U.S. Policy Towards Cuba and Hurricane Relief

By Mauricio Claver-Carone
The recent passing of Hurricane Gustav over the western provinces of Cuba, and the current passing of Hurricane Ike over most of the island, requires the continued, unwavering focus of U.S. policy on the Cuban people and their tragic suffering.
U.S. policy has long prioritized humanitarian aid for the Cuban people, and for Cuba’s civil society. U.S.-based NGO’s, including the Red Cross, are licensed by the Treasury Department to travel, transport and provide unlimited amounts of humanitarian aid to the Cuban people. Unfortunately, the Cuban authorities have denied them the ability to enter the island, much less direct access to the Cuban people.
Despite the brutality and totalitarian control of Cuba’s dictatorship, the U.S. remains the largest provider of humanitarian aid to the Cuban people. As such, the focus of U.S. policy must remain on providing humanitarian assistance and disaster relief. This policy prioritizes the needs of the Cuban people, while taking into consideration transportation and infrastructure challenges, which requires the expertise of disaster relief specialists to deliver the massive amounts humanitarian assistance necessary.
It is important for Americans of all political persuasions to consolidate and insist that Cuban authorities allow NGO’s, with their disaster relief specialists, to travel to the island and assist the Cuban people in their moment of need. The Cuban authorities remain the sole impediment to the delivery of such humanitarian assistance.
Calls for moratoriums or suspensions of current U.S. policy towards Cuba are unnecessary distractions to these humanitarian assistance efforts and – by default – of a political persuasion, as moratoriums must be authorized by law, or conducted under the operation of law. Therefore, to advocate for a moratorium or suspension of current U.S. policy is, in effect, to advocate for the unconditional lifting of current policy, with long-term repercussions, as it previously requires legislative or regulatory changes in the law. Any changes in current U.S. law would simply provide the Cuban authorities a vetting mechanism for those traveling to the island, and facilitate their ability to condition and siphon funds from the U.S., as they have done with monetary assistance from other nations.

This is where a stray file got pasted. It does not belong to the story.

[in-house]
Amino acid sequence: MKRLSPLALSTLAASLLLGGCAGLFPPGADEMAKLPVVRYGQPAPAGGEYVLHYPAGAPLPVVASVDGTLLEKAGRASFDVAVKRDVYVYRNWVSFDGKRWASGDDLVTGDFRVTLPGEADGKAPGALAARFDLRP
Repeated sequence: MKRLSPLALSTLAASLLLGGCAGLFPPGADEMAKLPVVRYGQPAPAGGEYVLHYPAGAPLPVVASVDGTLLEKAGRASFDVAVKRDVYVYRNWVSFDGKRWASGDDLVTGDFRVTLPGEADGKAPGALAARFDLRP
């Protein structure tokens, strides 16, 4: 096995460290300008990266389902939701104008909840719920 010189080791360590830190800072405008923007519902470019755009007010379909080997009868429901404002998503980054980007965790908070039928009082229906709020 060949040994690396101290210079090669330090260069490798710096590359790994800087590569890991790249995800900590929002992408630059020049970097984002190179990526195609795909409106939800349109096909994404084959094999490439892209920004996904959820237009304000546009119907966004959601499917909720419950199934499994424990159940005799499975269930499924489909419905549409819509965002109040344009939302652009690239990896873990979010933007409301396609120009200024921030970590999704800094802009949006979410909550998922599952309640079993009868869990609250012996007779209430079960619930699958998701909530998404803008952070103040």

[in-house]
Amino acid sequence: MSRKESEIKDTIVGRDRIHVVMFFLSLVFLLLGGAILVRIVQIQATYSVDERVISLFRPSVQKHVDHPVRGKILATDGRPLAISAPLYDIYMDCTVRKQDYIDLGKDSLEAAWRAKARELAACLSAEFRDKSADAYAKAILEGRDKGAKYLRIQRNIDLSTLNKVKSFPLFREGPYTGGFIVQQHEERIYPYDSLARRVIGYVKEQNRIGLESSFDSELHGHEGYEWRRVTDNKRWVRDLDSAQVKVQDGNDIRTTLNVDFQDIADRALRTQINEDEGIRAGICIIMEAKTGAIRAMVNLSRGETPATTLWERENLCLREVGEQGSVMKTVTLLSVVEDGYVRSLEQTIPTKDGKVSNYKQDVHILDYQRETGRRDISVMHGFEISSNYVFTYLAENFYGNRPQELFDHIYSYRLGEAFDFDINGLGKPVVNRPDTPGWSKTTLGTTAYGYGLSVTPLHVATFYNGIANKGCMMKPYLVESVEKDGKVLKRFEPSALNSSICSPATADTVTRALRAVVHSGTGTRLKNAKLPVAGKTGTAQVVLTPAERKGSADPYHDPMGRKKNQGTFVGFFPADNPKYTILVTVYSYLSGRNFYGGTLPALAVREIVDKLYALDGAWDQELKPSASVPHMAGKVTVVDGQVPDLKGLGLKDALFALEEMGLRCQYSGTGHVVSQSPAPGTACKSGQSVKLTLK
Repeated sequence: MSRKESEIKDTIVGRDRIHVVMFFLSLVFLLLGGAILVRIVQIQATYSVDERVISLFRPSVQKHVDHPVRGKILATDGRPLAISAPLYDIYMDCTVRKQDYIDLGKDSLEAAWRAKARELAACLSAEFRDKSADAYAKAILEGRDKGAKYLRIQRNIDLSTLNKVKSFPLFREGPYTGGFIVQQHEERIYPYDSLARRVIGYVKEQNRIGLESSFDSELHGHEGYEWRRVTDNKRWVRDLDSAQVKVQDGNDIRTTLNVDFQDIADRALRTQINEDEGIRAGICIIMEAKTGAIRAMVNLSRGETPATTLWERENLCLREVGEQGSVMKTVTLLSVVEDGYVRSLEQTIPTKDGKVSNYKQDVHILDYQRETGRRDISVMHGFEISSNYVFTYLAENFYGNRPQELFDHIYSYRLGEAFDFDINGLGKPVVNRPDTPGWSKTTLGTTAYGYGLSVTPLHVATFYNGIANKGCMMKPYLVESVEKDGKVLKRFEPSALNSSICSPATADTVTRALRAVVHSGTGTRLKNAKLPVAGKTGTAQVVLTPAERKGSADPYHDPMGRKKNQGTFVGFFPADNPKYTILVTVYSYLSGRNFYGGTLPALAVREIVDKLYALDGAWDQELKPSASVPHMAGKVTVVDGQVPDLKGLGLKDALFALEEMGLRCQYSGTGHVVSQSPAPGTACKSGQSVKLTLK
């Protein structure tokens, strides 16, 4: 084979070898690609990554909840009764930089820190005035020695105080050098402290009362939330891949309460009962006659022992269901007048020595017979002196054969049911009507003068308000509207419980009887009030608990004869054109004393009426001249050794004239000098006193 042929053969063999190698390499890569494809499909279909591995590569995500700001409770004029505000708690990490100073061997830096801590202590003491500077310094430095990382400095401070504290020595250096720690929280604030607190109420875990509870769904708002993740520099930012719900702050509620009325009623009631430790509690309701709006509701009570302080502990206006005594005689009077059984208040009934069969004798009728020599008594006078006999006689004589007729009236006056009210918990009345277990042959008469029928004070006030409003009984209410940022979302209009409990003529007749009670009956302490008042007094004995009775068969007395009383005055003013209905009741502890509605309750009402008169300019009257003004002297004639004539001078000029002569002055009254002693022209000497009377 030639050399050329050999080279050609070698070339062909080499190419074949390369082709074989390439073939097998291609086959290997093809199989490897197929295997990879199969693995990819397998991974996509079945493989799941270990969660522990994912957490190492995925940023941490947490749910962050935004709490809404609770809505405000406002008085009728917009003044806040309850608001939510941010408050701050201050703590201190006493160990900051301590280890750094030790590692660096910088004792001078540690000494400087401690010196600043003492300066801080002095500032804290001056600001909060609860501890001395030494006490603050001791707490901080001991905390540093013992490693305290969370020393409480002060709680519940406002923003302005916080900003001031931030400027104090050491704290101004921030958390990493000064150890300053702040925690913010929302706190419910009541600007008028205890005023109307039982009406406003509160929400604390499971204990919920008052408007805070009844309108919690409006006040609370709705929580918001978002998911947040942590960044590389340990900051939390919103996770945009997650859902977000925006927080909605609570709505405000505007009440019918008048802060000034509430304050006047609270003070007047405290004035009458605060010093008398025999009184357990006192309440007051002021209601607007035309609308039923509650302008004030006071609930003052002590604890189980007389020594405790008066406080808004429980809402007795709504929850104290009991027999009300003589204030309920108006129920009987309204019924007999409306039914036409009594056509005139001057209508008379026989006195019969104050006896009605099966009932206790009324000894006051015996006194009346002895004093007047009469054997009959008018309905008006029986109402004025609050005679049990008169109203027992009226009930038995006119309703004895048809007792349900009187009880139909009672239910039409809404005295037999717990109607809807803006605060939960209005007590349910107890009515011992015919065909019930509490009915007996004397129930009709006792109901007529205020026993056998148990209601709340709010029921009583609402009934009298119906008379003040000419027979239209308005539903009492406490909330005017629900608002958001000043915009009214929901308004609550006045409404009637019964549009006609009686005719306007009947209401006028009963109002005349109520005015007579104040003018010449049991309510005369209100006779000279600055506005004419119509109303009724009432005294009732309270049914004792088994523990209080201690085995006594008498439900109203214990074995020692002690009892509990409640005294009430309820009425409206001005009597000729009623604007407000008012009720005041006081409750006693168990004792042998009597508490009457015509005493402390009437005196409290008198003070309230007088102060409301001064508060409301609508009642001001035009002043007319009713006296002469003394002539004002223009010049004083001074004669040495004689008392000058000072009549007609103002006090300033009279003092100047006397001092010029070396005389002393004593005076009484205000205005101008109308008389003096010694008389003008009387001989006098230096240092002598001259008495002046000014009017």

5 thoughts on “U.S. Policy Towards Cuba and Hurricane Relief”

  1. Ditto!
    Let the Red Cross in and allow them to help the Cuban people directly, and you will see how quickly we will all mobilize to help. But I fear that will never happen, as it would mean that the castro mafia would not be able to steal and plunder the help that arrives for their own benefit and the benefit of their “chosen” ones.

  2. Any aid of any kind that has to go through government hands will be used by said government as it sees fit and as suits ITS needs, NOT those of the people. That government has been screwing the people over for half a century, and it’s not going to change now. To those in power, any natural disaster is simply a way to extract additional resources from foreign sources. The people themselves are beside the point. They always have been.

  3. Where the hell are International groups and the UN? Why aren’t they pressuring Cuba to allow aid in as they did in Myanmar? Their irresponsibility is criminal.

  4. Ziva, Very good point! I was wondering the same thing, and why don’t some of the news reporters ask this question?

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